30 years on: Memories and exclusive photos from the 1994 Oasis gig in Bedford

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Liam and Noel Gallagher, Oasis at Bedford Angel 24.3.94. Image: Kev Bailey
Liam and Noel Gallagher, Oasis at Bedford Angel 24.3.94. Image: Kev Bailey

30 years ago, a little-known band from Manchester embarked on their first UK tour, co-headling with the Scottish band, Whiteout. The first venue on the tour was The Angel on Elstow Road, Bedford and the rest, as they say, is history.

The band, Oasis, went on to become one of the biggest acts in the world but the fate of live music venues has not proved so enduring. Of the 15 venues on the band’s debut tour, nine, including The Angel, have now closed or stopped hosting gigs.

To commemorate the 30th anniversary of the gig, the Bedford Clanger has spoken exclusively to the promoter, a (slightly indifferent) audience member, a pub historian and, thanks to Kev Bailey, can reveal never-before-seen photos from the gig.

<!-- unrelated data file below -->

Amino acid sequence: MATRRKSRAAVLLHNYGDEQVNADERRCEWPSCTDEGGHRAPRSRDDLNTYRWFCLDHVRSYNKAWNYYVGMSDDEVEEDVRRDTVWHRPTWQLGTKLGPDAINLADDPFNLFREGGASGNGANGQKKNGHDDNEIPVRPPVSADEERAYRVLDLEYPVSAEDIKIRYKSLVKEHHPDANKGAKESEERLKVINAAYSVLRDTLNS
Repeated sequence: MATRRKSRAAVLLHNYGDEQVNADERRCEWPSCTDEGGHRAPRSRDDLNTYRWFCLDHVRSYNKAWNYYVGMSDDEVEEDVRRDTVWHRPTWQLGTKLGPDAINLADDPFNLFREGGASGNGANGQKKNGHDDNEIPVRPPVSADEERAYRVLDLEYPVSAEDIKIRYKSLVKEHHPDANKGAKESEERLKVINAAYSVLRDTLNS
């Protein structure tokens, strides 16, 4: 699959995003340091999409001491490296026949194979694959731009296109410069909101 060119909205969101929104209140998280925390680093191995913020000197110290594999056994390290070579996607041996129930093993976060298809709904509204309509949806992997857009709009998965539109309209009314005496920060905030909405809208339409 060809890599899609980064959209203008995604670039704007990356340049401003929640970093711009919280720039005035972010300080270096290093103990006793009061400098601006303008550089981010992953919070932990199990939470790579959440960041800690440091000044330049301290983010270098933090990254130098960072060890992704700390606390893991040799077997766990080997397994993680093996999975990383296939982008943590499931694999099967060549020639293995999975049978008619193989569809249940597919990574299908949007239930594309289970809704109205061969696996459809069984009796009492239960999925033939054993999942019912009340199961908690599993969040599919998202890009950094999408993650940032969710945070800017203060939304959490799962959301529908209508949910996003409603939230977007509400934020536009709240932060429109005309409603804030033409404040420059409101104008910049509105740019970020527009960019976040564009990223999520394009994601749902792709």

Liam and Noel Gallagher, Oasis at Bedford Angel 24.3.94. Image: Kev Bailey
Liam and Noel Gallagher, Oasis at Bedford Angel 24 March 1994. Image: Kev Bailey

The promoter

Neil Primett was the promoter who put on the Whiteout/Oasis gig in 1994 and he has shared his memories of the events and his encounters with the Gallagher brothers over the last 30 years.

“The Thirst Club indie night [at the Angel] had always been on a Saturday selling out most weeks with up-and-coming bands touted by the music press/NME/Steve Lamacq,” he said.

“Oasis had cancelled on us for the January INTO 94 Tips show where I would hope to second guess music press tips with two bands set for success.

“The Saturday prior, Sleeper had sold out the venue but after the Oasis cancellation, we were offered an extra date at the start of the Supersonic tour on a Wednesday.

“Whilst a claim to fame for me to have the first headline show and a kick starter for BritPop, the Oasis Wednesday night gig was half full [and] the shape of the Angel always meant the main band room area would be full.